Foreign Office officials were in deep anxiety about upsetting the White House if the UK sanctioned Evraz, a company formerly linked to Roman Abramovich. Evraz had holdings in the US and Canada and employed several thousand personnel at steel mills there. Sensing a massive dollop of duplicity, I encouraged colleagues to stiffen their sinews and sanction Evraz anyway, just like we were sanctioning other companies. So the UK did eventually sanction Evraz two and a half months after the war started. However, the OFSI issued a licence to allow Evraz North America to continue its operations.


I never really understand why the UK hasn’t sanctioned Mikhail Khodorkovsky, who despite successful efforts to rehabilitate himself as a paragon of western liberal capitalist virtue, originally gained his wealth, allegedly, through acts of the most egregious corruption. And yet we sanctioned Mikhail Fridman and Roman Abramovich who appeared well disposed to the UK (I’m not saying they are pure as the driven snow).


Let’s be completely clear that Russia has undoubtedly endured economic pain since the Ukraine crisis started in 2014 because of sanctions. Financial sector sanctions in particular, led to a big, albeit fairly short-lived, shift in how investment works in Russia, with most of the pain felt in 2014-15. 2014 saw huge capital flight of over $130bn as foreign lending stopped completely in July of that year and Russian capital continued to flow out of the country, until the Central Bank hit the brakes.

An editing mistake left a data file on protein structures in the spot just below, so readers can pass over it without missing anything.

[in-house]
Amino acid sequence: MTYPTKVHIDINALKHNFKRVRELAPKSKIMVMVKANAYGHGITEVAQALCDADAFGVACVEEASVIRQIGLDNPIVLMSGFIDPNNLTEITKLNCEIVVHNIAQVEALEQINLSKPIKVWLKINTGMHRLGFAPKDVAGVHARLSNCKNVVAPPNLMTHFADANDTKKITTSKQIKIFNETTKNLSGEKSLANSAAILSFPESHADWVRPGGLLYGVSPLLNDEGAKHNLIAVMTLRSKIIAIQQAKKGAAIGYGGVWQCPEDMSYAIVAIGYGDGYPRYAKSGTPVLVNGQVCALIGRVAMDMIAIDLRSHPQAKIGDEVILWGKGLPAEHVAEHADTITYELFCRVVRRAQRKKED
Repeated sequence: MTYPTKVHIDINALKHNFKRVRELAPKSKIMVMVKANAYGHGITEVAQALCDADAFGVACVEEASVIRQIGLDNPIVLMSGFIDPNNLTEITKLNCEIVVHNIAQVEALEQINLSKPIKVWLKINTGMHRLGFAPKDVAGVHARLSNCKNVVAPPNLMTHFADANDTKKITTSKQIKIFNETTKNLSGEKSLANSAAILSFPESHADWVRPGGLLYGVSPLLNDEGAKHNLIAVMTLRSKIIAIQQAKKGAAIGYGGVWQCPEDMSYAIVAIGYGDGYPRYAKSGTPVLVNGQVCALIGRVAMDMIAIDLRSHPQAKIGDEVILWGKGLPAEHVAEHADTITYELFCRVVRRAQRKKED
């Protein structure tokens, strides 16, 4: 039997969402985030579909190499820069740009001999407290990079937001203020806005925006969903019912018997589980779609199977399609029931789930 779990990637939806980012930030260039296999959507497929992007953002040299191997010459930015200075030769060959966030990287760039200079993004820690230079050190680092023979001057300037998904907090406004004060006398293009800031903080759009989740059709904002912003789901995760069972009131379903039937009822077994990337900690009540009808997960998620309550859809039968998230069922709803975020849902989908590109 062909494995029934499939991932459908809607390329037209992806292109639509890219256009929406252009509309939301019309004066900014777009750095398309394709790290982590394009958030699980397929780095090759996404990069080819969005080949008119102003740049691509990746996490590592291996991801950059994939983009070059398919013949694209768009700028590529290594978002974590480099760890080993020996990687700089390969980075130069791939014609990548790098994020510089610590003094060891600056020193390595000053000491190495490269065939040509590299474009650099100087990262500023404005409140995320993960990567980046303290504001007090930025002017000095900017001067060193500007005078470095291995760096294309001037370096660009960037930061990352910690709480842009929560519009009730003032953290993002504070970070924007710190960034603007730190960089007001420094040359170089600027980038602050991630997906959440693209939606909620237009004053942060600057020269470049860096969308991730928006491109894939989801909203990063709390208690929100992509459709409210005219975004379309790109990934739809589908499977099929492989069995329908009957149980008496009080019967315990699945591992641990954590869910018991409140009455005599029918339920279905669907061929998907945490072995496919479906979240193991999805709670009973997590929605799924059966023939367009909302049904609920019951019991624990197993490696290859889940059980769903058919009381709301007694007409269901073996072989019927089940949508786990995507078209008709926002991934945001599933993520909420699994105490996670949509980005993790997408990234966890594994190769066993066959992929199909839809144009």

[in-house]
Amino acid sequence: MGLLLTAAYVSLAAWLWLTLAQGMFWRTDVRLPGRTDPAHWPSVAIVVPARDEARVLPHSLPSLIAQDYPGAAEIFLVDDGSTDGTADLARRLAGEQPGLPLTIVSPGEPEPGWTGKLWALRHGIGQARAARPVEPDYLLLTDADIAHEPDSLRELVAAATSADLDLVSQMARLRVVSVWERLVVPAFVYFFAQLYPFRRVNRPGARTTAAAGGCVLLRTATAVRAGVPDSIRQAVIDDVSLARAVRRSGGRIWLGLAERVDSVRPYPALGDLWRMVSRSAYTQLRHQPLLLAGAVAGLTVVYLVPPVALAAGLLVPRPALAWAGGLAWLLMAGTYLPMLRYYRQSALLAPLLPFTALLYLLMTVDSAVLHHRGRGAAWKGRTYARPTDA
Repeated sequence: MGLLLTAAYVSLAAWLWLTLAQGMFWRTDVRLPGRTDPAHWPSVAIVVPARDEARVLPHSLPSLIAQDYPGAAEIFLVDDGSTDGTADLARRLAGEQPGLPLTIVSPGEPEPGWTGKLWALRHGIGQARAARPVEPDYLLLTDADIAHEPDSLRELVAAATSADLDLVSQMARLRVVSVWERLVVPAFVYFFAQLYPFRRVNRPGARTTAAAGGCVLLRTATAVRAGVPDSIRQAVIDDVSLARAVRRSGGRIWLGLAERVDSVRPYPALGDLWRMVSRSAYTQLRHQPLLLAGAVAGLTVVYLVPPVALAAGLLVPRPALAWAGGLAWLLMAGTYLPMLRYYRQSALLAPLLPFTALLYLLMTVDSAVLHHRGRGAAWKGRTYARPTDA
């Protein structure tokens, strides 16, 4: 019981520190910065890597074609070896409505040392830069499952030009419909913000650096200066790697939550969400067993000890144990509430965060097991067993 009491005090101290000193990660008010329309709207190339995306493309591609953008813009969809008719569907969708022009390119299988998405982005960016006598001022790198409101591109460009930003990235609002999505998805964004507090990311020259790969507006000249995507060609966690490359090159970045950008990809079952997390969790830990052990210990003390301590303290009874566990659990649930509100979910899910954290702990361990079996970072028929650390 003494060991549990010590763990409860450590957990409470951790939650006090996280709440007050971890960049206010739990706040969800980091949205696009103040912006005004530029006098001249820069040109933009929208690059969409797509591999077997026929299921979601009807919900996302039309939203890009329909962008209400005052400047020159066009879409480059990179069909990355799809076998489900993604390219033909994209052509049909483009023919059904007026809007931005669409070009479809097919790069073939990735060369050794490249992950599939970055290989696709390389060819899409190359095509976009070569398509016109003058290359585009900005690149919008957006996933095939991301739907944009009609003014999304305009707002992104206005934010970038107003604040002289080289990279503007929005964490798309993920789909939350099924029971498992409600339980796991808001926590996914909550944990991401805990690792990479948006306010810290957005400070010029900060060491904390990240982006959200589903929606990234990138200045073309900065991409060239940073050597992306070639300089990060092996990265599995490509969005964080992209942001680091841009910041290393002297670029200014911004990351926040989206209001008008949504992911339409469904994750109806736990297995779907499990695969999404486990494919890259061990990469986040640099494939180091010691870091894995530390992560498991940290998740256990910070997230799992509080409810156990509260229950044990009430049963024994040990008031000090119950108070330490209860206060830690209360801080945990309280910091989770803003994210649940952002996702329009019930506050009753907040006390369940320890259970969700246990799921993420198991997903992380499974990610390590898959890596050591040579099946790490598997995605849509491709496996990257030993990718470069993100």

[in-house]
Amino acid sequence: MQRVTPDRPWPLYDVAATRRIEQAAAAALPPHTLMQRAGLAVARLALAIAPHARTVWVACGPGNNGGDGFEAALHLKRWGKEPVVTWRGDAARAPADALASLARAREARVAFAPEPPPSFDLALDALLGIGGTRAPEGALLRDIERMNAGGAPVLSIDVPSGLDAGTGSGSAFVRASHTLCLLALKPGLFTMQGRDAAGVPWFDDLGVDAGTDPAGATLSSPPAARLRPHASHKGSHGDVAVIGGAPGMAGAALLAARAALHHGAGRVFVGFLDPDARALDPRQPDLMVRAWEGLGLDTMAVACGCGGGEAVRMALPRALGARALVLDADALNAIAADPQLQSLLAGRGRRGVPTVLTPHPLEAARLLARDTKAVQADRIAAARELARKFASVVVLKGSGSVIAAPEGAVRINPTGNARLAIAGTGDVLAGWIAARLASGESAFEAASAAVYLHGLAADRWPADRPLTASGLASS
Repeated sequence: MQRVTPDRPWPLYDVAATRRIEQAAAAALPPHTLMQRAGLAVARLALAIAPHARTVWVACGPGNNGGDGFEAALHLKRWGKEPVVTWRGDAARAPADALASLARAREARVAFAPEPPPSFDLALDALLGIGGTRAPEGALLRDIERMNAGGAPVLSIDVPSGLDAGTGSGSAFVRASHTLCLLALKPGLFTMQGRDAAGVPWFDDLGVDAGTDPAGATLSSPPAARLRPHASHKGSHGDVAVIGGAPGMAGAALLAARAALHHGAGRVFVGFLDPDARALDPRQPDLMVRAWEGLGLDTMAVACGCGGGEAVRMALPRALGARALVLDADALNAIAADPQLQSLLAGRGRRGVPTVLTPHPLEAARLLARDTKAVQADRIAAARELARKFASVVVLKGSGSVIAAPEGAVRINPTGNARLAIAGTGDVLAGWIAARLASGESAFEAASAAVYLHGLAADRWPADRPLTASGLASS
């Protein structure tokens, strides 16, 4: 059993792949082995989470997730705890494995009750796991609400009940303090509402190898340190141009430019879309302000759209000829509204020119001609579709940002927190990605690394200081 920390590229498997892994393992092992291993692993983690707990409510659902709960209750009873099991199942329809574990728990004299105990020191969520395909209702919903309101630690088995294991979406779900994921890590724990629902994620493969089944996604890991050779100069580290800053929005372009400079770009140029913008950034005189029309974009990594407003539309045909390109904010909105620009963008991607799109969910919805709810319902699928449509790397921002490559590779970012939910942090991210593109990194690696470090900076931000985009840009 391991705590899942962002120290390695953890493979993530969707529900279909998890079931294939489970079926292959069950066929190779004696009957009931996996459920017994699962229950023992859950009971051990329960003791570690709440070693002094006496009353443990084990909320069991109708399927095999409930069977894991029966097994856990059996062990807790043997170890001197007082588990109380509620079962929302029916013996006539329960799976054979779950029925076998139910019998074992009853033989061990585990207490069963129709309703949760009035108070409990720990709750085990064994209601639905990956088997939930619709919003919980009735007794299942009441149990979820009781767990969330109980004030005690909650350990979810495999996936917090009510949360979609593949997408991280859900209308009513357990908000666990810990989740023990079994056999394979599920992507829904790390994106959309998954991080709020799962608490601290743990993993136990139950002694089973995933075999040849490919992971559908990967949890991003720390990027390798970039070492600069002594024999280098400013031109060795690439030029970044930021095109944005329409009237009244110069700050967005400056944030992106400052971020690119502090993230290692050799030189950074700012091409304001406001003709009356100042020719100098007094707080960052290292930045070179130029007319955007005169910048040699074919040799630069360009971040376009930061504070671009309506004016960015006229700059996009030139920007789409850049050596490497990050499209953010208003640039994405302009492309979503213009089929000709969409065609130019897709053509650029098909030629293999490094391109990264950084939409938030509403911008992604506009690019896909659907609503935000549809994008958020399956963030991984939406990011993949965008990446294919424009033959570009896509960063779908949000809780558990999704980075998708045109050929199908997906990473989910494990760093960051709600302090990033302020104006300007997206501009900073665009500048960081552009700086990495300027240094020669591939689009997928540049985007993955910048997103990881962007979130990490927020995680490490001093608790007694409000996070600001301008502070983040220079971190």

However, the inconvenient truth is that since 2015, the quest for ever more sanctions has represented a hunt for increasingly diminishing marginal returns. And Russia has had the same duo of Central Bank Governor and Finance Minister holding the reins of economic policy since that time.  They have navigated through two oil price collapses and COVID, which were more damaging economically than sanctions.


While there has never been a clear articulation of the purpose of sanctions, the Atlantic Council describes the aims of sanctions thus:

 

Significantly reduce Russia’s revenues from commodities exports;

 

Cripple Russia’s military capability and ability to pursue its war;

 

Impose significant pain on the Russian economy.

 

Even the Atlantic Council, one of the most hawkish commentators on Russia, accepts that limited progress has been made against each of these measures.  For their part, Whitehall Officials will no doubt try to delude the Treasury select committee further that, with some tinkering and tightening up here and there, we can make sanctions more effective. But it is abundantly clear to me that sanctions against Russia have failed.


And, of course, resentment about sanctions is now so high in Russia, that policy makers in Moscow will do anything to avoid making concessions to the west, including going to war.

Which brings us back to the real foreign policy choice in Ukraine, which has always been whether to commit to war or peace with Russia. The eight Foreign Secretaries since 2014 have wanted neither.  Dame Harriet undoubtedly wants to show she’s doing her bit to support Ukraine through her select committee’s work; she’ll more likely be fiddling while Kyiv burns.